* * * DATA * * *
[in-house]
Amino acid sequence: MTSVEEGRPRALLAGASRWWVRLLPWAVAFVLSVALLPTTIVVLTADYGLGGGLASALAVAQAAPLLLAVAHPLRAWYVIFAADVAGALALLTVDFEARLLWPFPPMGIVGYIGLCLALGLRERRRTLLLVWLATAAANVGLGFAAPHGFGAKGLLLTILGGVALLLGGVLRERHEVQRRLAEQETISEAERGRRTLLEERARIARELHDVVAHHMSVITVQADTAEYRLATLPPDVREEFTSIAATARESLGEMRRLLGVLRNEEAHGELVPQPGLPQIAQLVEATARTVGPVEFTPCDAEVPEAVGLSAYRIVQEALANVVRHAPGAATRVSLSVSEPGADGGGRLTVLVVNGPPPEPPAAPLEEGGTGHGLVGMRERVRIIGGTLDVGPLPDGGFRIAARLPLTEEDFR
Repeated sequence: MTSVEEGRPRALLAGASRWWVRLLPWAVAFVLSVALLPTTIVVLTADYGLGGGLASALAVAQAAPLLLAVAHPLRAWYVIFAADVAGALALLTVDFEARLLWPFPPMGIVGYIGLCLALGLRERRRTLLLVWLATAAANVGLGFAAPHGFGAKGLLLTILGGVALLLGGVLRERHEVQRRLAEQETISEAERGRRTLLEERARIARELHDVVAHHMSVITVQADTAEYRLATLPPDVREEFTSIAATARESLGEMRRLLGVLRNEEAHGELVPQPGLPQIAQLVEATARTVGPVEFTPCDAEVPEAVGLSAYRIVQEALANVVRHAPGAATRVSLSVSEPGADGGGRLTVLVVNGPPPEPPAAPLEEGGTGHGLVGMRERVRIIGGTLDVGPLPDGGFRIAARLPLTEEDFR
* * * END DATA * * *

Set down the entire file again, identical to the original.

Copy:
[in-house]
Amino acid sequence: MTSVEEGRPRALLAGASRWWVRLLPWAVAFVLSVALLPTTIVVLTADYGLGGGLASALAVAQAAPLLLAVAHPLRAWYVIFAADVAGALALLTVDFEARLLWPFPPMGIVGYIGLCLALGLRERRRTLLLVWLATAAANVGLGFAAPHGFGAKGLLLTILGGVALLLGGVLRERHEVQRRLAEQETISEAERGRRTLLEERARIARELHDVVAHHMSVITVQADTAEYRLATLPPDVREEFTSIAATARESLGEMRRLLGVLRNEEAHGELVPQPGLPQIAQLVEATARTVGPVEFTPCDAEVPEAVGLSAYRIVQEALANVVRHAPGAATRVSLSVSEPGADGGGRLTVLVVNGPPPEPPAAPLEEGGTGHGLVGMRERVRIIGGTLDVGPLPDGGFRIAARLPLTEEDFR
Repeated sequence: MTSVEEGRPRALLAGASRWWVRLLPWAVAFVLSVALLPTTIVVLTADYGLGGGLASALAVAQAAPLLLAVAHPLRAWYVIFAADVAGALALLTVDFEARLLWPFPPMGIVGYIGLCLALGLRERRRTLLLVWLATAAANVGLGFAAPHGFGAKGLLLTILGGVALLLGGVLRERHEVQRRLAEQETISEAERGRRTLLEERARIARELHDVVAHHMSVITVQADTAEYRLATLPPDVREEFTSIAATARESLGEMRRLLGVLRNEEAHGELVPQPGLPQIAQLVEATARTVGPVEFTPCDAEVPEAVGLSAYRIVQEALANVVRHAPGAATRVSLSVSEPGADGGGRLTVLVVNGPPPEPPAAPLEEGGTGHGLVGMRERVRIIGGTLDVGPLPDGGFRIAARLPLTEEDFR